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Cover Stories Series 2011> Marching Toward Global Security> Archive
UPDATED: May 24, 2011 NO. 21 MAY 26, 2011
Building the Sino-U.S. Bridge
Mutual confidence is key to a cooperative relationship between China and the United States

BUILDING TRUST: U.S. President Barack Obama meets Chinese Vice Premier Wang Qishan and State Councilor Dai Bingguo in Washington, D.C. on May 9 (ZHANG JUN)

Generally, the two countries managed to strike a balance, as evidenced in the Sino-U.S. Comprehensive Framework for Promoting Strong, Sustainable and Balanced Growth and Economic Cooperation, a milestone document signed at the S&ED. If this positive trend continues, it will greatly contribute to sustainable economic development for both countries and an economic re-balancing between them.

Another highlight was the establishment of the Sino-U.S. Strategic Security Dialogue (SSD). The military relationship has always been a weak area of Sino-U.S. relations. The SSD aims to make up for this by providing a forum for the two countries to address security issues, such as nuclear safety and maritime security.

With the inauguration of the SSD, a security track was added to the S&ED, which was originally a dialogue with two tracks—a strategic track and an economic track. Now, the S&ED involves three teams—an economic team, a diplomatic team and a security team—from each country.

During the first SSD, the two sides reached a number of agreements, including the launch of bilateral consultations on Asia-Pacific issues as well as a visit by Chen Bingde, Chief of the General Staff of the People's Liberation Army, to the United States on May 15-22.

Both countries have great expectations on the future role of the SSD. Given the importance of the Asia-Pacific region and due to the two countries' all-round engagement with other countries in this region, they need to give proper consideration to a series of issues, including balancing interests, developing mutually inclusive cooperative mechanisms, managing conflicts and sharing prosperity. This will be essential for China and the United States to realize peaceful coexistence in the Asia-Pacific region.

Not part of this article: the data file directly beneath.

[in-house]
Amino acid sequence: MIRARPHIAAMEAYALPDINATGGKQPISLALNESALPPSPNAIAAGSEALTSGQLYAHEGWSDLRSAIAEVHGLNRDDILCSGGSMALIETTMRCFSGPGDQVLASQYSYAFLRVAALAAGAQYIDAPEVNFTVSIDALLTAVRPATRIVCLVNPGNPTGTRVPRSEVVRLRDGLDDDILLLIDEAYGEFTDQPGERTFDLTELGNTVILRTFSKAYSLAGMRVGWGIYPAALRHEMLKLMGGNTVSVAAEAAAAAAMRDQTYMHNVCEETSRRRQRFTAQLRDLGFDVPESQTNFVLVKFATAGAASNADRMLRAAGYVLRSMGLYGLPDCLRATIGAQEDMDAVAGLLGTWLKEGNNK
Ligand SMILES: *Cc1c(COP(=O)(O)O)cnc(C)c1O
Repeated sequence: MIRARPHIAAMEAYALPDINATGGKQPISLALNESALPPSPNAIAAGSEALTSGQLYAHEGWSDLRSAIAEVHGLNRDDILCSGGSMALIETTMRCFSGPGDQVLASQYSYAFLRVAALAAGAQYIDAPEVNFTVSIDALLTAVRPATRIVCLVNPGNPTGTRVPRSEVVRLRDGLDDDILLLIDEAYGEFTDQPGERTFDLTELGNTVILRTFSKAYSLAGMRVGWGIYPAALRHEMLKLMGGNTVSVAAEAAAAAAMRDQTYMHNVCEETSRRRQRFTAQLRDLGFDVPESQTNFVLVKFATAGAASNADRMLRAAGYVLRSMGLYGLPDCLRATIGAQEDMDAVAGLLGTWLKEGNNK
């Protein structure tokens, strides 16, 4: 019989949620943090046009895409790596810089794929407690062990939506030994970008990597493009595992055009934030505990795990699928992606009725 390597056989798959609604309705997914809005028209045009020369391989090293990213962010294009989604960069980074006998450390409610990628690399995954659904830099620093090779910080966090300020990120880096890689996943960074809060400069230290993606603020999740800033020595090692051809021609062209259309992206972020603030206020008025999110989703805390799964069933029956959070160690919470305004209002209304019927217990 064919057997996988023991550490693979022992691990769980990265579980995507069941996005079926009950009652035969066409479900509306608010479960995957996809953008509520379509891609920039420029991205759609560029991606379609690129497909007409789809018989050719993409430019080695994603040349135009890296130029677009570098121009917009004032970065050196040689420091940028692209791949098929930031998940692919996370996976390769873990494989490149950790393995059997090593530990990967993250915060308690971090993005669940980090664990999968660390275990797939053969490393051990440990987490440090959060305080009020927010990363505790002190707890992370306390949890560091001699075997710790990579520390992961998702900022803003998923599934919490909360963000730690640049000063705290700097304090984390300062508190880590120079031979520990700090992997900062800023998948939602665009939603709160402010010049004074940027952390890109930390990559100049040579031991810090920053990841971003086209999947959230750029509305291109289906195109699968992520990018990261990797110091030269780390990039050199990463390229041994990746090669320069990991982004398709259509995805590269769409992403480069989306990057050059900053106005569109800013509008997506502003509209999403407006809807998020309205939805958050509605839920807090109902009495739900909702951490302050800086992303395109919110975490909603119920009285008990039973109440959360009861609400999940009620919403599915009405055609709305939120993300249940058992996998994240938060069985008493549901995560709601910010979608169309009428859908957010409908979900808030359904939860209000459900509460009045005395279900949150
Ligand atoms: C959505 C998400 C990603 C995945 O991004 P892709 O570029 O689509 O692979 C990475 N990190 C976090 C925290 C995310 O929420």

In addition, the United States aspires to play a dominant role in the new frontier of sea, airspace, outer space and cyberspace governance. Therefore, on the one hand, it needs support from emerging countries like China; on the other hand, it finds it necessary to regulate these countries' actions. Given China's growing concern over security issues, it also needs to strengthen coordination and cooperation with the United States.

Notably, the S&ED produced positive progress in strengthening strategic mutual trust. The S&ED process provides an opportunity for China and the United States to discuss strategic and long-term topics. It helps them to eliminate suspicions and build strategic mutual trust through dialogue and cooperation.

At this year's S&ED, the two countries decided to expand cooperation and narrow differences while sticking to their own values and principles. During the dialogue, the U.S. side further showed respect for the Chinese way of thinking. Clinton described the development of Sino-U.S. relations with a Chinese saying—"like a person crossing a river by feeling his way over the stones." She called on the two sides to effectively manage their complicated bilateral relations and not to let slippery stones derail progress. U.S. Treasury Secretary Timothy Geithner also quoted the Chinese saying, "share fortunes together, meet challenges together," to call for further cooperation between the two major players in the global economy.

Of course, the two sides' disagreements on issues such as human rights remained at the S&ED. But the fact that they could discuss these differences and make sure such differences did not interfere with the progress of other issues was a step forward.


For China and the United States, whether they can establish a relationship of common prosperity depends on whether they can build strategic mutual trust. The recent series of actions by the two countries were all conducted based on this goal.

For instance, the second round of the Sino-U.S. Consultation on People-to-People Exchange held in Washington, D.C. in April was aimed at this. The S&ED was aimed at this. The coming visits of U.S. Vice President Joe Biden to China and Chinese Vice President Xi Jinping to the United States will also aim to accomplish this task.

Frequent exchanges in a wide range of fields can contribute to a true cooperative partnership. However, this will not be easy. What China and the United States will create is a new type of partnership in the 21st century featuring long-term peace and cooperation between two countries with different political systems, ideologies, and stages of development. There is neither experience to learn from nor examples to follow. This is destined to be a complex and difficult process.

The author is deputy director of the Institute of American Studies of the China Institutes of Contemporary International Relations

The United States wants China to

- accelerate the appreciation of the renminbi

- open up financial markets

- treat U.S. companies fairly

- strengthen intellectual property protection

China wants the United States to

- pursue a responsible fiscal policy

- relax hi-tech export controls against China

- recognize China's market economy status

- treat Chinese investors fairly

- refrain from politicizing economic issues

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